A Japanese samurai general receives a prophecy about his future success.
Directed by Akira Kurosawa
Starring Toshiro Mifune and Isuzu Yamada
Review by Jon Kissel
The opening credits for Throne of Blood are set against a desolate landscape, accompanied by a funereal dirge. It’s suggested that this environment arises after the events of the film, and based on its tone of resigned violence, a wasteland is the likely end result. Washizu is a puppet operated by his wife, and they both are buffeted along evil currents by a flimsy prophecy. Kurosawa never tips his hand to just how powerful the mystic was. He could have heard of a great victory before the two generals arrived at his lair, and made a lucky guess as to their rewards. After that initial ‘accuracy,’ it no longer matters for someone as superstitious as Washizu and his wife. Their paranoia forces the prophecy to come true, even in the face of the lord’s magnanimity.
The mystic himself is found in the woods singing about the transience and insignificance of humanity, a tune Washizu should’ve listened to more closely. This mirrors the environmental collapse in the opening credits. The only sure fortune is that all will eventually return to the earth. It is Washizu’s folly to think that he can write his own future on the backs of his one-time friends. Humility, in the face of his comrades and the universe, is something he is incapable of, and he pays the price for it. He laments that his time is a time when brother must kill brother, but that is only true because of men like him. He hastens the destruction of his world by trying to grab his destiny and shake it into submission, when instead he should have submitted to his good fortune in receiving the castle in the first place. He and his wife dig their own graves.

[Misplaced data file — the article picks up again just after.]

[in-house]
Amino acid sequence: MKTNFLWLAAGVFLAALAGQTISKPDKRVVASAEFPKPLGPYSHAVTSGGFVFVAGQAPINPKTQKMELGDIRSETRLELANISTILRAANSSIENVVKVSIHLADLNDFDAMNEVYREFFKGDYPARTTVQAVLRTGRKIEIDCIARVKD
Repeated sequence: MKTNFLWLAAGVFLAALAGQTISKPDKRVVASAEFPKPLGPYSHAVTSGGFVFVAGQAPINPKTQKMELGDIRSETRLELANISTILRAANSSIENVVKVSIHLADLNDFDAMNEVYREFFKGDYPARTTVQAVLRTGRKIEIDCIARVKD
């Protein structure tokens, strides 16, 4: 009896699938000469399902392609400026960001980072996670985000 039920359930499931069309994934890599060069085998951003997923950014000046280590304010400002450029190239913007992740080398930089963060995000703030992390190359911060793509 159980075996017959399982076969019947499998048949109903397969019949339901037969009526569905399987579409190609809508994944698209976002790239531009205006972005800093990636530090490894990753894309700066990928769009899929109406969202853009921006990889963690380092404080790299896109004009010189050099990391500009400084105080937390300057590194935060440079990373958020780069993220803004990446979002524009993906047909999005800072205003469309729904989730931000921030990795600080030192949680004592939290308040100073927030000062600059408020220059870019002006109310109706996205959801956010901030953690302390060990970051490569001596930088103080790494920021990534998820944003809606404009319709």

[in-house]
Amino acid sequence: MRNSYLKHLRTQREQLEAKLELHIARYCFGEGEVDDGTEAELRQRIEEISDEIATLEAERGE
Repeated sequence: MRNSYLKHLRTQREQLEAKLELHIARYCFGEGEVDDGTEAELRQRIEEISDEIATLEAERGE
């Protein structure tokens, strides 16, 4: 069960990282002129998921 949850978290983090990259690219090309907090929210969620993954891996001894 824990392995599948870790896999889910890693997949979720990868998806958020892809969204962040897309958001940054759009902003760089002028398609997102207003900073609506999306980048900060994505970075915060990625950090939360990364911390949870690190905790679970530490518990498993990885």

The acting here is big and operatic. Statements are near-yelled, and feelings are hugely felt. This was very noticeable but not a deal-breaker. Toshiro Mfune is strong throughout as Washizu, twisting and contorting his face as he gives in to madness. Asaji, conversely, is always in control, rarely speaking above a whisper as she poisons her husband’s mind. The sets and costumes are all convincing and impressive, from the wooden castles to the elaborate armor of feudal samurai. Kurosawa adds in endearing details, like the swish of Asaji’s kimono as she glides through her home. The film’s greatest feat has to be Washizu’s ultimate fate, impaled on a wave of arrows that were shot by real archers, providing a level of terror in Mifune’s performance above what the great actor can bring to the table.
For source material, a filmmaker can’t go wrong with Shakespeare, though Macbeth is such a famous tale that it’s fairly difficult to be ignorant of its broad strokes. Everything here was predictable but only because it couldn’t have gone any other way by the story. Once Washizu’s confirmation bias sets in, that’s all she wrote for him. This was the first Kurosawa film I saw, and while it’s not the best, Throne of Blood provides an example of the tone and precision that he brings to all his movies. B+